Now, more than ever, the value of 1st party data for businesses and agencies alike will increase exponentially.

Already, businesses have begun to realise that greater focus and budget needs to be spent on deepening engagement with their own customers and owning their own 1st party data that is relevant to the customers’ experience, preference and interactions with their brand.

The ability to create experiences that drive deeper touch-points and demonstrate preference and decision-making by customers of brands will become the centrepiece of many brand marketing departments. Beyond simply viewing an ad which leads to a simple conversion funnel, this approach will allow a brand to deliver a personalised service tailored to a customers preferences, without relying on third parties and external data.

What’s Changed?

There have been two major changes within the Facebook ecosystem:

Access to User Data: Facebook has made changes to heavily restrict access to user data within their platform, and now requires developers to undergo a review and approval process for every app that can access user data. Chatbots within Messenger already had to go through these approvals, but now it’s across all Facebook apps.

Advertising Capabilities: The powerful data-matching tool, Facebook Partner Categories, which allowed 3rd parties (like Cambridge Analytica) to use Facebook user data and combine it with their own data to further enhance ad targeting, has been consigned to the scrap-heap.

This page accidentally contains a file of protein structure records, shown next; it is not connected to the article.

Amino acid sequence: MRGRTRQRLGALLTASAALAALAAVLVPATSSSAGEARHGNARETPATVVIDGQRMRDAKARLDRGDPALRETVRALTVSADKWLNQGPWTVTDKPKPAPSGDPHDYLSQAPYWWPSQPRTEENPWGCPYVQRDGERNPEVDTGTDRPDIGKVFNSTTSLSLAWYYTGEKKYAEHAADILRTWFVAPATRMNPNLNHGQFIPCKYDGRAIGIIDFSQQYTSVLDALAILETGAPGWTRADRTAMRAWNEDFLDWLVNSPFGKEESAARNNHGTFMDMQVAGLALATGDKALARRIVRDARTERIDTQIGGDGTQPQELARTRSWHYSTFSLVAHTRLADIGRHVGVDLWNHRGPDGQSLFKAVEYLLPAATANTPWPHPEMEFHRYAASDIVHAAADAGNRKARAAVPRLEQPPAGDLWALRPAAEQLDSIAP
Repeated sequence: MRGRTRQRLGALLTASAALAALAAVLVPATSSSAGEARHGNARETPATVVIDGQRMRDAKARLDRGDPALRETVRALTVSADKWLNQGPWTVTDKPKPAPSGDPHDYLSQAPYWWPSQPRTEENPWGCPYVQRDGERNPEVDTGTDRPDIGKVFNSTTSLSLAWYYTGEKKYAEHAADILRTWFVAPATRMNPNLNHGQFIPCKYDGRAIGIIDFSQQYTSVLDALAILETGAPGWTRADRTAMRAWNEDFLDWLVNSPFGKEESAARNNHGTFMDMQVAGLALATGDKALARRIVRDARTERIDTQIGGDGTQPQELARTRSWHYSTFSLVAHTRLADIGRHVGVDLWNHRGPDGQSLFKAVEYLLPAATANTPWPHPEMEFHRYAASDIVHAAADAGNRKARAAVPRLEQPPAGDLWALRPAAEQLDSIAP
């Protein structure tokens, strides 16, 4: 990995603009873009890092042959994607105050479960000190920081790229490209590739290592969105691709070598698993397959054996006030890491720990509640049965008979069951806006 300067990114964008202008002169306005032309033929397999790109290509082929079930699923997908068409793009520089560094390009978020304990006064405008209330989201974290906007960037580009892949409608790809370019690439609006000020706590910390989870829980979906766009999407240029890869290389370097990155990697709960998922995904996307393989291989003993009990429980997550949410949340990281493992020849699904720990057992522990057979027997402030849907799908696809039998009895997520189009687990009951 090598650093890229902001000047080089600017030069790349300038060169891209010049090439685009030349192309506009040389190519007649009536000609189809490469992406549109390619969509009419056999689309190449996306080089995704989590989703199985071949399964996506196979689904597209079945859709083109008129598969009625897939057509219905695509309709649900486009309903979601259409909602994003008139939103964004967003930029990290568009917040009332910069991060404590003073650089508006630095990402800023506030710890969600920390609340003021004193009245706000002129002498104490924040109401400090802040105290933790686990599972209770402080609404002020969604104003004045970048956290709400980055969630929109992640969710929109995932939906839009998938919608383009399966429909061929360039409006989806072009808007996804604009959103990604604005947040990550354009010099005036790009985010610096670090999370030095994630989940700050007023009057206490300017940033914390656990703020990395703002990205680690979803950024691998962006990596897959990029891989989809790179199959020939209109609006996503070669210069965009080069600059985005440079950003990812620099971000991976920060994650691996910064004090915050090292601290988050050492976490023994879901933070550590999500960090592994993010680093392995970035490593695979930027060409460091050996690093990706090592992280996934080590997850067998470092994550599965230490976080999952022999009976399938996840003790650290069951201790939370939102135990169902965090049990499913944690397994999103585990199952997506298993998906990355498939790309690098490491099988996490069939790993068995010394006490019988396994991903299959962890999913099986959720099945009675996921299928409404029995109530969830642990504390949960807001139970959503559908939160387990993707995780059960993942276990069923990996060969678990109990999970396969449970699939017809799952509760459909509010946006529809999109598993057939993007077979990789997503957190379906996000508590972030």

However, the highly valuable “Custom Audiences” will remain, but you now need to have permission from users to use their data in this way (which most organisation’s policies already cover).

So, what is a Facebook “Custom Audience”?

A Custom Audience from a customer list is a type of audience you can create made up of your existing customers. You can target ads to the audience you’ve created on Facebook, Instagram, and Facebook Audience Network. You upload your customer list, which is then used to match the people on your list to people on Facebook.

This use of user data for targeted ads is what a majority of people are comfortable with when using a product like Facebook. Users know that they’ve shared a lot of data with Facebook and are comfortable with it being used for targeted ads, but they rightfully expect it to remain securely within the Facebook ecosystem, and not be shared with 3rd parties.

So, What’s Next?

What’s true of almost every scandal or crisis is that the ensuing public outcry and increased scrutiny always results in fresh perspectives, refocused and renewed processes, and greater opportunities.

The reality of the current audit is that Facebook’s new privacy policies and data protections will provide a higher level of trust for both the 1.3 billion users of Messenger, and companies developing on the Messenger platform.

The actions Facebook are now taking to preserve our privacy will be closely watched by the world, and now the world is also more aware of how the data they share may be used. This is a positive step towards the privacy users expected, and will be demanding in the future.


Facebook & Messenger Chatbots — What’s the Story? was originally published in Chatbots Life on Medium, where people are continuing the conversation by highlighting and responding to this story.